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    The StratEDgy blog is intended to be a thoughtful hub for discussion about strategy and competition in higher education.

Rankings
February 6, 2014 - 10:16am

The new Financial Times Global MBA rankings are out and guess what? 

Not much has changed from last year. Looking at the Top 20, U.S. schools account for 57%, European schools account for 29%, and Asian schools hold the remaining 14% of spots on the list.  All of these percentages are the same as 2013 and vary only slightly from 2012, and the schools in the Top 20 for 2014 are the exact same schools in the Top 20 in 2013.

It was a good ranking year for Boston area schools, too. According to the 2014 FT rankings: “Boston, Massachusetts, confirms its position as education capital of the world, with six schools in the top 100, including Harvard (1st) and MIT: Sloan (8th).  Hult International Business School, the Carroll school at Boston College, the Olin school at Babson College and Boston University School of Management complete the set.”

However, there has been quite a bit of change in the FT rankings since they began in 1999.  According to a Fortune Magazine article in 2011, “In the Financial Times’ inaugural ranking in 1999, 20 of the top 25 schools were based in the U.S.  This year [2010] only 11 of the top 25 business schools are located in the U.S.”

A 2012 article by Francois Collet and Luis Vives, “From Preeminence to Prominence: The Fall of U.S. Business Schools and the Rise of European and Asian Business Schools in the Financial Times Global MBA Rankings”, went further in investigating this trend and concludes:

 “Our analysis shows that the average salary of U.S. schools’ MBA graduates increased at a slower pace than those of their European and Asian counterparts.  This difference has led to a decline of U.S. schools in the Financial Times Global MBA rankings and an ascent of European and Asian Schools. . . .On average, MBA graduates enjoyed a salary increase of more than 100% 3 years after graduation.  At the beginning of the decade, the salary increase seen by graduates from U.S. business schools was approximately 50% greater than the increase seen by their counterparts from European business schools.  However, after a decade, the differential had been reduced to almost zero. . . Our analysis of the Financial Times Global MBA Rankings yielded the following insights.  First, regional shifts have been taking place since the end of the 1990s.  The rankings of U.S. business schools have dropped, in favor of higher rankings for European and Asian business schools.  Second, MBA salary variables, which carry considerable weight in the rankings formula of the Financial Times, are a good predictor of this change over a 10-year period.  Third, the closure of the salary gap between MBA graduates from European schools cannot be explained by the pull of aggregate demand.”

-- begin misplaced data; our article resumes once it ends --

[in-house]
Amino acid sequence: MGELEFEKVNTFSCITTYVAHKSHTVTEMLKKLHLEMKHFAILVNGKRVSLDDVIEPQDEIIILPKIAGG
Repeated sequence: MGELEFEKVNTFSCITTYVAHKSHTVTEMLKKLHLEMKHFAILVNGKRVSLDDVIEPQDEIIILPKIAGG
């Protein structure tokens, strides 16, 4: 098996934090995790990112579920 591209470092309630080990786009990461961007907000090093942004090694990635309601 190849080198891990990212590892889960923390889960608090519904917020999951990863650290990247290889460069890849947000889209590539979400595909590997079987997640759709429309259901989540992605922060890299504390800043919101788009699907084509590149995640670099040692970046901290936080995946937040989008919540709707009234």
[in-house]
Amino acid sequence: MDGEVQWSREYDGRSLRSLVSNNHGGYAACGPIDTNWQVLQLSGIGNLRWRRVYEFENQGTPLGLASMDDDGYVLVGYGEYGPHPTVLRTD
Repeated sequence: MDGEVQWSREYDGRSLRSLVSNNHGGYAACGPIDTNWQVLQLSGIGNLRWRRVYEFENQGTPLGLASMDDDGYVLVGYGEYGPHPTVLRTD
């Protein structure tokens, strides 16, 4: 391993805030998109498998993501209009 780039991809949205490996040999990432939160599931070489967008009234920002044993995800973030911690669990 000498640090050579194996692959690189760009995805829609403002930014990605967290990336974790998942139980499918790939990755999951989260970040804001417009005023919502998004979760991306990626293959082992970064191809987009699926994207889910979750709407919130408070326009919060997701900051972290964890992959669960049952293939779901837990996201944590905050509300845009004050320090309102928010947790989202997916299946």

But I suspect there may be more to it than salary.  As Dave Wilson, former CEO of the Graduate Management Admission Council says in the Fortune article: ”If I were a young person again, I would go to a school outside North America and learn more about other cultures. As we go forward, that is going to be mission critical.”  Well said.

 

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